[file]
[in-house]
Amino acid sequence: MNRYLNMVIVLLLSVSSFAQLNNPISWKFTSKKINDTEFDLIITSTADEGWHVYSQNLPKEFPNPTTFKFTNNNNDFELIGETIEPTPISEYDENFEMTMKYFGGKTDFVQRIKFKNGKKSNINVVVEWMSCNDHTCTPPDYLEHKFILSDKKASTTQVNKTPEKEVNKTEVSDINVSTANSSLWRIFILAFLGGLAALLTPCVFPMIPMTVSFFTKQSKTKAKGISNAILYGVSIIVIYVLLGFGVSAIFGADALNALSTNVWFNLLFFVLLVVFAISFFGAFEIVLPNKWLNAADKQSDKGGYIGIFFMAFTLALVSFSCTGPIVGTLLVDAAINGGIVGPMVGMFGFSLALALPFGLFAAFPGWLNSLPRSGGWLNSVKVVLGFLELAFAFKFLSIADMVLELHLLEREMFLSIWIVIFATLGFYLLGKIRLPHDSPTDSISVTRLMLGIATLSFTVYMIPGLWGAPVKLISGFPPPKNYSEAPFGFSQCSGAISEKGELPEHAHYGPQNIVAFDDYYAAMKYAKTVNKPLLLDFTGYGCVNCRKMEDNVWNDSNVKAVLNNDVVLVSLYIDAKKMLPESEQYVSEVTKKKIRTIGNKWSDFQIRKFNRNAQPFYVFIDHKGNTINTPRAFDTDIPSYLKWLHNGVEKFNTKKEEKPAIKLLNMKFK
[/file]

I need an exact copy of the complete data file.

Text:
[in-house]
Amino acid sequence: MNRYLNMVIVLLLSVSSFAQLNNPISWKFTSKKINDTEFDLIITSTADEGWHVYSQNLPKEFPNPTTFKFTNNNNDFELIGETIEPTPISEYDENFEMTMKYFGGKTDFVQRIKFKNGKKSNINVVVEWMSCNDHTCTPPDYLEHKFILSDKKASTTQVNKTPEKEVNKTEVSDINVSTANSSLWRIFILAFLGGLAALLTPCVFPMIPMTVSFFTKQSKTKAKGISNAILYGVSIIVIYVLLGFGVSAIFGADALNALSTNVWFNLLFFVLLVVFAISFFGAFEIVLPNKWLNAADKQSDKGGYIGIFFMAFTLALVSFSCTGPIVGTLLVDAAINGGIVGPMVGMFGFSLALALPFGLFAAFPGWLNSLPRSGGWLNSVKVVLGFLELAFAFKFLSIADMVLELHLLEREMFLSIWIVIFATLGFYLLGKIRLPHDSPTDSISVTRLMLGIATLSFTVYMIPGLWGAPVKLISGFPPPKNYSEAPFGFSQCSGAISEKGELPEHAHYGPQNIVAFDDYYAAMKYAKTVNKPLLLDFTGYGCVNCRKMEDNVWNDSNVKAVLNNDVVLVSLYIDAKKMLPESEQYVSEVTKKKIRTIGNKWSDFQIRKFNRNAQPFYVFIDHKGNTINTPRAFDTDIPSYLKWLHNGVEKFNTKKEEKPAIKLLNMKFK